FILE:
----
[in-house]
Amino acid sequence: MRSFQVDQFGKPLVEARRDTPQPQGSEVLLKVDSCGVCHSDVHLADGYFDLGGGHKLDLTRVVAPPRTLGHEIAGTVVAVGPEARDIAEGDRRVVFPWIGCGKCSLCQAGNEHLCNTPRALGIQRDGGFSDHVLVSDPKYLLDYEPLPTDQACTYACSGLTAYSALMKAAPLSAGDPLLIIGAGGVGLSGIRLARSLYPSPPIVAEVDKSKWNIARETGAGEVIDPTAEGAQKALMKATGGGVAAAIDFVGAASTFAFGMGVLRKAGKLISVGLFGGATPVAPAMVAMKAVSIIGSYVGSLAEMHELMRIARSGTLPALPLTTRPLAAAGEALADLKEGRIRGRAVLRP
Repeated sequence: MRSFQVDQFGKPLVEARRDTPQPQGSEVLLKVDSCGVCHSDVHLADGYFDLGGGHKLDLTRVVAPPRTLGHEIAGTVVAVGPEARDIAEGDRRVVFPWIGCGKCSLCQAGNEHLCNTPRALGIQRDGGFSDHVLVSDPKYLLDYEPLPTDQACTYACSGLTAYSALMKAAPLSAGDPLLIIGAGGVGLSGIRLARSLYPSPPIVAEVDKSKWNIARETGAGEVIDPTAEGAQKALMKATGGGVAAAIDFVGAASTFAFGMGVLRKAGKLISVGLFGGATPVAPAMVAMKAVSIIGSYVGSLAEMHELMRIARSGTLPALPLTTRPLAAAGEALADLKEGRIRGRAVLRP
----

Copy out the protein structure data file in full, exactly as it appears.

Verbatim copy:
[in-house]
Amino acid sequence: MRSFQVDQFGKPLVEARRDTPQPQGSEVLLKVDSCGVCHSDVHLADGYFDLGGGHKLDLTRVVAPPRTLGHEIAGTVVAVGPEARDIAEGDRRVVFPWIGCGKCSLCQAGNEHLCNTPRALGIQRDGGFSDHVLVSDPKYLLDYEPLPTDQACTYACSGLTAYSALMKAAPLSAGDPLLIIGAGGVGLSGIRLARSLYPSPPIVAEVDKSKWNIARETGAGEVIDPTAEGAQKALMKATGGGVAAAIDFVGAASTFAFGMGVLRKAGKLISVGLFGGATPVAPAMVAMKAVSIIGSYVGSLAEMHELMRIARSGTLPALPLTTRPLAAAGEALADLKEGRIRGRAVLRP
Repeated sequence: MRSFQVDQFGKPLVEARRDTPQPQGSEVLLKVDSCGVCHSDVHLADGYFDLGGGHKLDLTRVVAPPRTLGHEIAGTVVAVGPEARDIAEGDRRVVFPWIGCGKCSLCQAGNEHLCNTPRALGIQRDGGFSDHVLVSDPKYLLDYEPLPTDQACTYACSGLTAYSALMKAAPLSAGDPLLIIGAGGVGLSGIRLARSLYPSPPIVAEVDKSKWNIARETGAGEVIDPTAEGAQKALMKATGGGVAAAIDFVGAASTFAFGMGVLRKAGKLISVGLFGGATPVAPAMVAMKAVSIIGSYVGSLAEMHELMRIARSGTLPALPLTTRPLAAAGEALADLKEGRIRGRAVLRP